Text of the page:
More

How complete strangers helped this single dad decode a final message from his dead wife.

After his wife died during childbirth, Jared discovered comfort in the unfinished things she left behind.

How complete strangers helped this single dad decode a final message from his dead wife.

June 16, 2016, was meant to be the best day of Jared and Sharry Buhanan-Decker's lives. It turned out to be the worst.

On that morning a few months ago, the Utah couple of 12 years drove to the hospital. They were full of anticipation for the arrival of their firstborn child.

It had taken almost three years and an expensive IVF process for them to conceive, and Sharry had excitedly blogged about their plans for parenthood during her pregnancy.


All photos via Jared Buhanan-Decker, used with permission.

As the couple was cuddling and dozing on a hospital bed, waiting for the delivery to begin, things turned horribly wrong.

"I woke up to hear one of the monitors beeping. Doctors and surgeons came out from all over and wheeled Sharry into surgery," Jared said. "I was terrified for the baby, but I didn’t ever consider Sharry’s life was at stake."

Shortly after, doctors gave Jared news he could never have prepared for: Their baby had been delivered by emergency C-section, but Sharry was in cardiac arrest.

30-year-old Sharry had experienced a rare allergic reaction to the baby’s amniotic fluid entering her bloodstream, which caused her vital organs to shut down.

"My whole world came crashing down," Jared said.

In the dark weeks that followed Sharry’s death, Jared was forced to come to terms with his future as a single father and the loss of his best friend.

Sleepless nights weeping at Sharry’s gravestone, reading her journals, and listening to old voicemails became survival mechanisms.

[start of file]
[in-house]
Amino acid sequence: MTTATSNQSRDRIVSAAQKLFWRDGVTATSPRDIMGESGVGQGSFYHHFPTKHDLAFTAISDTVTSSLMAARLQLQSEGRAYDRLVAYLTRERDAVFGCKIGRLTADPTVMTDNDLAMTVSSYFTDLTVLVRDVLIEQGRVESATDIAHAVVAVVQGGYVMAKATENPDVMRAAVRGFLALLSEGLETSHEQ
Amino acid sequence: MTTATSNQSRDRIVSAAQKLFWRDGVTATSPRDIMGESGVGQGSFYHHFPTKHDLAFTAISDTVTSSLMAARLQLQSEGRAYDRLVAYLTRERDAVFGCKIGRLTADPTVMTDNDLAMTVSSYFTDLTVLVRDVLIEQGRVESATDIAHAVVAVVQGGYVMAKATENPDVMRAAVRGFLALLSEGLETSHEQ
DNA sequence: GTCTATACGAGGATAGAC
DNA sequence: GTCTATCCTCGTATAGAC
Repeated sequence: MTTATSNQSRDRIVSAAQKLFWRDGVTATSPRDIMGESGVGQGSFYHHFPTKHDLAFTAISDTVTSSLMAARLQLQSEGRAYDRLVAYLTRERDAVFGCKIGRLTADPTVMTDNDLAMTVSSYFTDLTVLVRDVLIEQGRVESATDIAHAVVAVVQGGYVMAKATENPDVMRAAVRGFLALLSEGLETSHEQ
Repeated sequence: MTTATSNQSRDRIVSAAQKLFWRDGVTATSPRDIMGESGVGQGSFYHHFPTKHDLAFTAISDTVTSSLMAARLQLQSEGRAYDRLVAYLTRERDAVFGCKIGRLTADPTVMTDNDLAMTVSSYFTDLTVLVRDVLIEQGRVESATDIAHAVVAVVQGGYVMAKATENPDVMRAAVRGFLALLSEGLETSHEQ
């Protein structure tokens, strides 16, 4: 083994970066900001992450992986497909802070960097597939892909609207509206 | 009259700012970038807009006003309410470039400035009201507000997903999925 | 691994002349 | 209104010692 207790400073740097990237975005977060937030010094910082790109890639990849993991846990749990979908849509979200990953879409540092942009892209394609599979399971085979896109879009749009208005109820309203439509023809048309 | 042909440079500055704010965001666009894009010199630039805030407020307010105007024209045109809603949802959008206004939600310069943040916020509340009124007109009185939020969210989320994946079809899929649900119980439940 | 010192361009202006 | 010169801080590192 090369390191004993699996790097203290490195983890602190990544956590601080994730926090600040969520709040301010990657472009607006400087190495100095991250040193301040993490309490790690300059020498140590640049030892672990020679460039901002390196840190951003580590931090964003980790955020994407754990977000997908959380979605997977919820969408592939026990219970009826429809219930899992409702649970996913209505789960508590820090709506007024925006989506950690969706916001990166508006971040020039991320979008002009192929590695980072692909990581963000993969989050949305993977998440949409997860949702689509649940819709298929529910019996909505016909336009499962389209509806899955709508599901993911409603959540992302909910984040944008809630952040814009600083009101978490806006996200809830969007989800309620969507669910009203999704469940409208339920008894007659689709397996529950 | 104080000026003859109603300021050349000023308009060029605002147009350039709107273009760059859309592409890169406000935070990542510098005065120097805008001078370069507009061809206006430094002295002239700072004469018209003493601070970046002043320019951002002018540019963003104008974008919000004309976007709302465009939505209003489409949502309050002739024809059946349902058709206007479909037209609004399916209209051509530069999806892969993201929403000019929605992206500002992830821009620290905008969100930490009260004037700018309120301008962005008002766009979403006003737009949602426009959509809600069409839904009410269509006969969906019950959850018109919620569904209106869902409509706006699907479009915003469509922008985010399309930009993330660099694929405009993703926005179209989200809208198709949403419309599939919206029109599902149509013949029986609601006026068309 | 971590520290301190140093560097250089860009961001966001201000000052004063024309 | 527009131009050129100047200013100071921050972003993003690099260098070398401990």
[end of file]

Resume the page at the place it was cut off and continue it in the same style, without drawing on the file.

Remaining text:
“I wanted to feel her in any way,” he said.

In his search for comfort, Jared came across several audio files on Sharry’s laptop, but without buying expensive software, he had no way of opening them.

He took his dilemma to Reddit and requested help to convert the files, and the response was overwhelming.

"I was hoping for just one or two responses and received dozens. The kindness and compassion of strangers has been amazing," he said.

Reddit users came to the rescue, quickly returning several mp3 files to Jared, each revealing original songs Sharry had composed and recorded herself.

In one of her songs, Sharry sings, "Baby, don’t you worry about me," urging her listener to wipe away their tears and "softly close the door."

"That is a message for me right now in my life," Jared said. "I could never have anticipated the meaning her songs would have."

Since receiving the mp3 files, Jared has kept them on his phone so he can listen to them with baby JJ whenever grief strikes.

"I still have a lot of tough nights, and JJ as a new baby has struggles to stay asleep, so I use those songs to comfort both of us," he said.

"Science tells us babies respond to their mother’s voice because for nine months that’s the main voice they hear, and Sharry was always talking to him and singing to JJ."

But Sharry’s music wasn’t all she left behind. As Jared continued to comb through her computer files and journals, he also found something else left unfinished: a bucket list.

Between items like dancing naked in the rain, traveling to India, and overcoming anxiety, Sharry’s list is full of bold dreams to help other people.

Jared said her bucket list is now a roadmap for him and JJ, compelling them to fulfill Sharry’s dreams and to honor her memory as the years go by.

"It is good for me, to push me outside my comfort zone because she was always the one to do that, and in a way she still will be," he said.

The first goal Jared hopes to fulfill is the creation of a treasure hunt scholarship fund for disadvantaged children.